With a toy hand puppet, Mel held his granddaughter onstage and showed her “Biggie Small,” representing how he was introducing the younger generation to the Bigfoot creature. The legend of this creature continues to be dicsussed through a reservation radio show, (KYNR Yakama Nation radio) with the staff to help with questions and answers.
Mel held up a bent tree branch — he claims that the branch cannot be bent this particular way by a human or any other natural activity, but can only be bent by the strength, and height, of a Bigfoot creature. He believes these are trail markers that Bigfoot makes throughout the forest, and he has seen many of them on the tribal land he helps manage.
There was one more guest speaker at this lecture. Still residing in the Northwest, Bob Gimlin is 86 years old, and he said right off the bat that he could probably talk for hours about what happened to him and his friend Roger Patterson on Oct. 20, 1967, when they allegedly came upon a Bigfoot creature in northern California and managed to take some film footage of the incident.
If you’re interested in the story there are plenty of internet sites that describe the film. But it’s also featured in a book that I recently came across, that came out in 1975. It’s called “The Search for BigFoot, Monster, Myth or Man?” by Peter Byrne. By the way, The Dalles and the surrounding Wasco County areas are featured prominently in text and photos, as The Dalles hosted a BigFoot Information Center for a time. Also of note, three gentlemen reported a sighting at the Pinewood Mobile Manor, but it was interesting to note that one of the fellows refused to talk about the experience to the author. I actually mentioned this to one of the lecture-goers, his name was Kevin and he was from Vancouver. He was quite surprised about that story.
Anyway, Bob was certainly adamant about what he saw that day. But more importantly, it seemed, I got the feeling that he was truly appreciative that a crowd of people was there to gather and talk about the phenomena, whether each individual there believed or not.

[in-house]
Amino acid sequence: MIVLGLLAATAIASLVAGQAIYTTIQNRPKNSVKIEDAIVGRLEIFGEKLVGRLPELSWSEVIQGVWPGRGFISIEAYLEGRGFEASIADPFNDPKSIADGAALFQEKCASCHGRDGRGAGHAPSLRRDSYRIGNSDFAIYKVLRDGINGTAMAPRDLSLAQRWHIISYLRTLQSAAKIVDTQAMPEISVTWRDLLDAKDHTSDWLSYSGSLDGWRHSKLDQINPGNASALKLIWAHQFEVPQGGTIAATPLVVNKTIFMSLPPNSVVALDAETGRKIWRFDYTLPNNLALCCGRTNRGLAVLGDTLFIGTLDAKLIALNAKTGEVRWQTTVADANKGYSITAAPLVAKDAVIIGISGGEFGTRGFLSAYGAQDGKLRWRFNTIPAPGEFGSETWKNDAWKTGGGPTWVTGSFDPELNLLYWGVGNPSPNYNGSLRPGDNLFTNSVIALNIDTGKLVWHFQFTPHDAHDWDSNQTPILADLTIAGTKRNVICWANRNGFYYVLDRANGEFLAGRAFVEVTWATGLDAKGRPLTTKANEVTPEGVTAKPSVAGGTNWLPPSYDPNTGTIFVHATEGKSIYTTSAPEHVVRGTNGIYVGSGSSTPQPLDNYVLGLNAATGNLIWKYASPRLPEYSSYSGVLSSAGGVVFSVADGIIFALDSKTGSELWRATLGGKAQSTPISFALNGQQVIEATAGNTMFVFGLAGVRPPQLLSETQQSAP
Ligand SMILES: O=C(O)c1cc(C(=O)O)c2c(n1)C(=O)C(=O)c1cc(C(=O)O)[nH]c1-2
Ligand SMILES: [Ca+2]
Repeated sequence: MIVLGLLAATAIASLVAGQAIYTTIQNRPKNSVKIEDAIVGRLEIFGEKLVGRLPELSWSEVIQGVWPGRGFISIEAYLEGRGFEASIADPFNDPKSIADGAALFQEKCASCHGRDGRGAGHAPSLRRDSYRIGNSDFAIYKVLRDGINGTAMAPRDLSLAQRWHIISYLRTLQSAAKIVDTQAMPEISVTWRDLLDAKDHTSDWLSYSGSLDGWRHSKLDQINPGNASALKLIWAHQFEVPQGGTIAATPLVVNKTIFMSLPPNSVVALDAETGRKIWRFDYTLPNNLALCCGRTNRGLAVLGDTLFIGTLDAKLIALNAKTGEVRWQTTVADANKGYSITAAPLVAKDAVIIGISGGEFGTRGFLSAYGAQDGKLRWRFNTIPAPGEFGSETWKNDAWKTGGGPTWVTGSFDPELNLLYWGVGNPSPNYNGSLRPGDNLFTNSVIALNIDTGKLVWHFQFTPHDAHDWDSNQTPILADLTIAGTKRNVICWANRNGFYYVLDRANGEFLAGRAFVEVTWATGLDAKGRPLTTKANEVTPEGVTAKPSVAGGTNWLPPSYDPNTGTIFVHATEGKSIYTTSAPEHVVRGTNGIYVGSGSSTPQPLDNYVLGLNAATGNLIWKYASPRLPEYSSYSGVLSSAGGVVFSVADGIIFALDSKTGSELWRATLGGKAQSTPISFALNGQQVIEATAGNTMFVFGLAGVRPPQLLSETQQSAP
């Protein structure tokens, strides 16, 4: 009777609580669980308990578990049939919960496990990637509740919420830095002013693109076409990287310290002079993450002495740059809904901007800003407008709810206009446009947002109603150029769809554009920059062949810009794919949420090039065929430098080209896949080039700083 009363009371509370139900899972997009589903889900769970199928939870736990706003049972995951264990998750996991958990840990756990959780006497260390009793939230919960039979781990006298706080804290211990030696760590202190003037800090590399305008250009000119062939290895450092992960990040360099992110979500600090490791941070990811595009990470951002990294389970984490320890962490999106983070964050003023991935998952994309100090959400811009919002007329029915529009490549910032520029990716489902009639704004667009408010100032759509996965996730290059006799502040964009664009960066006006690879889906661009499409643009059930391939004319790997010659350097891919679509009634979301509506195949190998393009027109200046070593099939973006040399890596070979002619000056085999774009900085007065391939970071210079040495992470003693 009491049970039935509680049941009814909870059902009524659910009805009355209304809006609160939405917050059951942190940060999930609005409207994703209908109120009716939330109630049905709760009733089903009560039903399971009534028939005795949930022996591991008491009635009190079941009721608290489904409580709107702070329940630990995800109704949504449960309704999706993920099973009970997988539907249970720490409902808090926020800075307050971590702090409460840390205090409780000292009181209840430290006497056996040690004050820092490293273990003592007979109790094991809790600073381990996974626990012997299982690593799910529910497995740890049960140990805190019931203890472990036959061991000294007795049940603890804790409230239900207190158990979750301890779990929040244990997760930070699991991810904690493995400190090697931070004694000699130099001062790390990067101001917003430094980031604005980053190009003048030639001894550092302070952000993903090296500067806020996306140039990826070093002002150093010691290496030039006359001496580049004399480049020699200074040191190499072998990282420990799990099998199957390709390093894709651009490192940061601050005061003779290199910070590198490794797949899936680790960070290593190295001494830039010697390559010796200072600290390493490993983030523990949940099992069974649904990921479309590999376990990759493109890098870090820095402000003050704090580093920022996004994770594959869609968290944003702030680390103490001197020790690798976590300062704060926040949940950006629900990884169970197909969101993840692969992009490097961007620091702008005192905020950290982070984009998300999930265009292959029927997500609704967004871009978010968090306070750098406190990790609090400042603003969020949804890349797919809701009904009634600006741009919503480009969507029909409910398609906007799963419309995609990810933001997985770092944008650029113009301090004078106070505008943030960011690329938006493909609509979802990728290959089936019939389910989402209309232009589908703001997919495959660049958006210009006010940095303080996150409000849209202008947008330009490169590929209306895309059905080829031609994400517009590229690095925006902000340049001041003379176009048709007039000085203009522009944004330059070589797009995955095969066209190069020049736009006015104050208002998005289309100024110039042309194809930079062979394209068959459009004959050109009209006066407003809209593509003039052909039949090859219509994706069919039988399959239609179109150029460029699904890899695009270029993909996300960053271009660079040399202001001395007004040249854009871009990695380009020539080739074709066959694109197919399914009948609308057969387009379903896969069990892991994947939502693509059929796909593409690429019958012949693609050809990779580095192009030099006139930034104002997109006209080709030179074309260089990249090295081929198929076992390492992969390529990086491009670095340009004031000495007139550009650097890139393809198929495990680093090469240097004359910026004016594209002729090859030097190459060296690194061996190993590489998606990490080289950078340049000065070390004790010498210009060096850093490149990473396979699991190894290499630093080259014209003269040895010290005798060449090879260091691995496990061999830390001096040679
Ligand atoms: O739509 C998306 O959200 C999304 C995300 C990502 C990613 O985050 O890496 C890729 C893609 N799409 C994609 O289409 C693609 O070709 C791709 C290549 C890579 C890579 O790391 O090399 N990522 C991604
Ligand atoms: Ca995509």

He mentioned that the next conference of Bigfoot enthusiasts would be in Kennewick, Wash., in 2018. And, he signed my book!
Mel has been tracking Bigfoot sightings for 20 years. He has purchased specialized gear for tracking — advanced thermal imagers and special night-time binoculars. But after he returned the hair samples to the nest, his energy for wanting to prove to the world the existence of the creature had re-focused into a line of thinking that is more tribal elder-based: He doesn’t want to try and record evidence or take any more items.
Mel says that when he returned the hair sample, the creature told him in its signature way of howling, that Bigfoot understood what had been returned, — a spiritual connection had been made, and no more researching was necessary.
More like this story
- Sharing Music’s Memories
- Shots don’t fall in 64-33 Husky loss
- No. 12 Dufur gets a lopsided win over North Lake
- No. 1 Sherman keeps on chugging
- Dufur defense leading the charge
- Hawks show grit in defeat of St. Helens
- Editorial: Time to review juvenile jail powers
- Looking Back on December 17, 2017
- For the Record for December 15, 2017
- Riverhawk football athletes score year-end awards
Mosier oil train fire
Clips from oil train fire in Mosier, Friday, June 3, 2016. by Mark B. Gibson/The Dalles Chronicle. Enlarge